Malassezia are types of yeast found in the top layers of a dog's skin and when all is okay, they do not cause any sort of a problem. They work in conjunction with other types of bacteria in a beneficial way. The most common type found on a dog's skin is called Malassezia pachydermatis which is not only found on the skin's outer layers, but also in a dog’s ear canals and mucosal surfaces. The problem starts when the levels of Malassezia rise which can then cause an irritation and inflammation of the skin.
It is thought there could be several reasons why a harmless yeast suddenly causes a problem which includes the following:
There are certain breeds that appear to be more at risk of developing Malassezia Dermatitis than others and this includes the following:
The condition is quite commonly seen in dogs and the most obvious sign of there being a problem is when they develop itchy and sore looking skin on certain parts of their bodies. The areas that tend to be the most affected include the following:
Dogs with the condition tend to have greasy skin and often they smell quite bad too. If Malassezia Dermatitis goes untreated, it can result in a thickening and darkening of the skin. Often a dog's claws will turn a reddish-brown colour if no treatment has been given to alleviate the symptoms.
When it comes to determining whether a dog is suffering from Malassezia Dermatitis can be quite challenging because there are many other skin diseases that present similar symptoms. As such, a vet would need to carry out specific tests with the most useful being to take a sample of a dog's skin which they would then examine under a microscope.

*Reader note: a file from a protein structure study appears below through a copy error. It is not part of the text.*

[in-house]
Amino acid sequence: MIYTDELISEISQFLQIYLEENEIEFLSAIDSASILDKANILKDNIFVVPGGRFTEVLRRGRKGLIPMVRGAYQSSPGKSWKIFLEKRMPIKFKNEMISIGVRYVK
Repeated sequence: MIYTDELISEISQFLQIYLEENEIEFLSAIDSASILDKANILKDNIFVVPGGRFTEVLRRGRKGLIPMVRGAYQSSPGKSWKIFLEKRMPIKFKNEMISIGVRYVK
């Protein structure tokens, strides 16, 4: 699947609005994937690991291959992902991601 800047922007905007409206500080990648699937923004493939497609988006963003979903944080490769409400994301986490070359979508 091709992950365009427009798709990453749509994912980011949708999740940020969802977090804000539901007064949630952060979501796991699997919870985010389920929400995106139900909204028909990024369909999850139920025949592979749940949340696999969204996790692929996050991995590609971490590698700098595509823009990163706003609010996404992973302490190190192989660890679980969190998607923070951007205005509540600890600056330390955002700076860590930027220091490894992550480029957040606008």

If the number of Malassezia organisms is found to be low, then it is almost certain that the cause is something else. However, if the vet finds an elevated number of them which could well be in the thousands, the next step would be to set in place an effective treatment with an end goal being to correct the imbalance.
The end goal of treating a dog with Malassezia Dermatitis is to lower the levels of yeast organisms back to acceptable levels. However, a vet would want to find out what has triggered the condition in the first place to make sure the levels don't rise again. There are several topical products that can be used to treat Malassezia Dermatitis in dogs with the following often being recommended and prescribed by vets:
It's worth noting that if the root cause of the problem cannot be established, recurrence of the problem is often inevitable which is why it's important for a vet to have a dog's full medical history and for them to be made aware of a dog's living environment. This allows vets to rule out certain triggers.
As soon as it becomes apparent that a dog is starting to develop any itchiness on their faces or bodies, it's essential for them to be examined by a vet sooner rather than later. Not only does this mean a dog would not have to suffer unnecessarily, but the sooner the yeast organisms are brought back under control, the easier it tends to be to manage a dog's condition.